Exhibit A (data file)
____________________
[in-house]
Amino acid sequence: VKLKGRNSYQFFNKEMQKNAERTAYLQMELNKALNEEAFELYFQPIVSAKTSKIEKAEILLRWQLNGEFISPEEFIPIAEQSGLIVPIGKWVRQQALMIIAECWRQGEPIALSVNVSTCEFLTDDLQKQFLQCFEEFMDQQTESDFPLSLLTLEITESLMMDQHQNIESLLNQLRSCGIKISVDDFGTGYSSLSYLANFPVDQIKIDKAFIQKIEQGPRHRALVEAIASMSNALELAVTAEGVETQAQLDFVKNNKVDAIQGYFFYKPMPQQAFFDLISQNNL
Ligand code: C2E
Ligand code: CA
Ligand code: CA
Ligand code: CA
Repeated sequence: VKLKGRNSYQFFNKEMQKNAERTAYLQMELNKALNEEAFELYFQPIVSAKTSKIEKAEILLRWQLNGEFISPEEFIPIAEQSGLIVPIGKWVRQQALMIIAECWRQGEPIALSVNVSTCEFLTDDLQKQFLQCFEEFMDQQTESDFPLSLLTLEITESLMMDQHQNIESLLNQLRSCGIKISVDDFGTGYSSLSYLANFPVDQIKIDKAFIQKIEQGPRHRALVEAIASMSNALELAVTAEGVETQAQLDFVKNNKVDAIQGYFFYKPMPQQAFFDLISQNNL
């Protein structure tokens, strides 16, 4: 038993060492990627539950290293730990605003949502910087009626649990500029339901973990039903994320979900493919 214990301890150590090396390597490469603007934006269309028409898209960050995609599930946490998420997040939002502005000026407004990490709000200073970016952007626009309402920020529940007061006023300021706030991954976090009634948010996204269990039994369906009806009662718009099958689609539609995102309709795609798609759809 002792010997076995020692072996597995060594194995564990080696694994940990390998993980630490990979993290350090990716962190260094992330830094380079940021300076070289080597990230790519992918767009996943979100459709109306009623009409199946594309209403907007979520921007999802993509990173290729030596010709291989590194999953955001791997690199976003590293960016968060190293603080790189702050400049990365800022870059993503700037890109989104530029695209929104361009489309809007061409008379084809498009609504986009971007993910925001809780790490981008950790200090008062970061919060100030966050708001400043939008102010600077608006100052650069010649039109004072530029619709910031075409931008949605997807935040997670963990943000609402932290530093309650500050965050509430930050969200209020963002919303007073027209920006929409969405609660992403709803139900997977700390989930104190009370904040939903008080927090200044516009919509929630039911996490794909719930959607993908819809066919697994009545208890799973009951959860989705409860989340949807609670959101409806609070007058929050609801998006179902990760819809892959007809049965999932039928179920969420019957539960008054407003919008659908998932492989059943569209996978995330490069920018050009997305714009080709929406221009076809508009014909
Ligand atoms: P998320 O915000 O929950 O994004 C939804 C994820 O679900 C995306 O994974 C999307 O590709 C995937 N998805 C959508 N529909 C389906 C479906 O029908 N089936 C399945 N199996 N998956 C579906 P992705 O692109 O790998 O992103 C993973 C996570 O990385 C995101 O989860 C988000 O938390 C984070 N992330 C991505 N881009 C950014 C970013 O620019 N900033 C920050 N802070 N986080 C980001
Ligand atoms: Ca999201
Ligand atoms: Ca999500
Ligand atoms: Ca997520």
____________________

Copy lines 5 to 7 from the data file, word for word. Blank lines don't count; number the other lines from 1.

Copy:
Ligand code: CA
Ligand code: CA
Repeated sequence: VKLKGRNSYQFFNKEMQKNAERTAYLQMELNKALNEEAFELYFQPIVSAKTSKIEKAEILLRWQLNGEFISPEEFIPIAEQSGLIVPIGKWVRQQALMIIAECWRQGEPIALSVNVSTCEFLTDDLQKQFLQCFEEFMDQQTESDFPLSLLTLEITESLMMDQHQNIESLLNQLRSCGIKISVDDFGTGYSSLSYLANFPVDQIKIDKAFIQKIEQGPRHRALVEAIASMSNALELAVTAEGVETQAQLDFVKNNKVDAIQGYFFYKPMPQQAFFDLISQNNL